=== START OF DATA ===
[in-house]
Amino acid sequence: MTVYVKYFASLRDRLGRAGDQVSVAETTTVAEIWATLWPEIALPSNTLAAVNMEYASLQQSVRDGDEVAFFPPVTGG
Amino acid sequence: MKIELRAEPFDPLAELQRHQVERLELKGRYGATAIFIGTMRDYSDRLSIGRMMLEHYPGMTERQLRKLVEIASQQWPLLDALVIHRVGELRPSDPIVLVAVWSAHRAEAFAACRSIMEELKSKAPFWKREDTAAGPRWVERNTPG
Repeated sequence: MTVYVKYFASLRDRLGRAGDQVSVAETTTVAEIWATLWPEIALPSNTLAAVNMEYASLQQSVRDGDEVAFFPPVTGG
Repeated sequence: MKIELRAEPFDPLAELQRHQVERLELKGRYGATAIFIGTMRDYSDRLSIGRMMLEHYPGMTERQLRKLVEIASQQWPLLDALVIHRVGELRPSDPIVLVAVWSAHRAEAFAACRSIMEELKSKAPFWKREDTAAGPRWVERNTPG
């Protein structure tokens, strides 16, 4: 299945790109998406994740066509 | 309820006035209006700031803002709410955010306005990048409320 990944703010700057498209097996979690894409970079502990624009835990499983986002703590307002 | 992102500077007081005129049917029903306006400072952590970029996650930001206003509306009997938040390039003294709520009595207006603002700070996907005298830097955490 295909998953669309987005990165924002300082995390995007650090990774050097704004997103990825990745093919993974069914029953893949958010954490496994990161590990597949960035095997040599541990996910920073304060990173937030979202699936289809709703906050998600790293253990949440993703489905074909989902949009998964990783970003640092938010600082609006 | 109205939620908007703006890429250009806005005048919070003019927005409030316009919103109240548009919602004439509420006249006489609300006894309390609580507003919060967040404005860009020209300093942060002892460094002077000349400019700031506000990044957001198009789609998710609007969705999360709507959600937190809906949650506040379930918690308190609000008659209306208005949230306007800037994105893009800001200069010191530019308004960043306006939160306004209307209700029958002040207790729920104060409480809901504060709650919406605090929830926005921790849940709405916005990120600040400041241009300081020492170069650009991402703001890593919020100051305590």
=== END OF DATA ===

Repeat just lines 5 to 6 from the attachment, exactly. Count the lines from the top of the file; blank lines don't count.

Repeated sequence: MKIELRAEPFDPLAELQRHQVERLELKGRYGATAIFIGTMRDYSDRLSIGRMMLEHYPGMTERQLRKLVEIASQQWPLLDALVIHRVGELRPSDPIVLVAVWSAHRAEAFAACRSIMEELKSKAPFWKREDTAAGPRWVERNTPG
């Protein structure tokens, strides 16, 4: 299945790109998406994740066509 | 309820006035209006700031803002709410955010306005990048409320 990944703010700057498209097996979690894409970079502990624009835990499983986002703590307002 | 992102500077007081005129049917029903306006400072952590970029996650930001206003509306009997938040390039003294709520009595207006603002700070996907005298830097955490 295909998953669309987005990165924002300082995390995007650090990774050097704004997103990825990745093919993974069914029953893949958010954490496994990161590990597949960035095997040599541990996910920073304060990173937030979202699936289809709703906050998600790293253990949440993703489905074909989902949009998964990783970003640092938010600082609006 | 109205939620908007703006890429250009806005005048919070003019927005409030316009919103109240548009919602004439509420006249006489609300006894309390609580507003919060967040404005860009020209300093942060002892460094002077000349400019700031506000990044957001198009789609998710609007969705999360709507959600937190809906949650506040379930918690308190609000008659209306208005949230306007800037994105893009800001200069010191530019308004960043306006939160306004209307209700029958002040207790729920104060409480809901504060709650919406605090929830926005921790849940709405916005990120600040400041241009300081020492170069650009991402703001890593919020100051305590």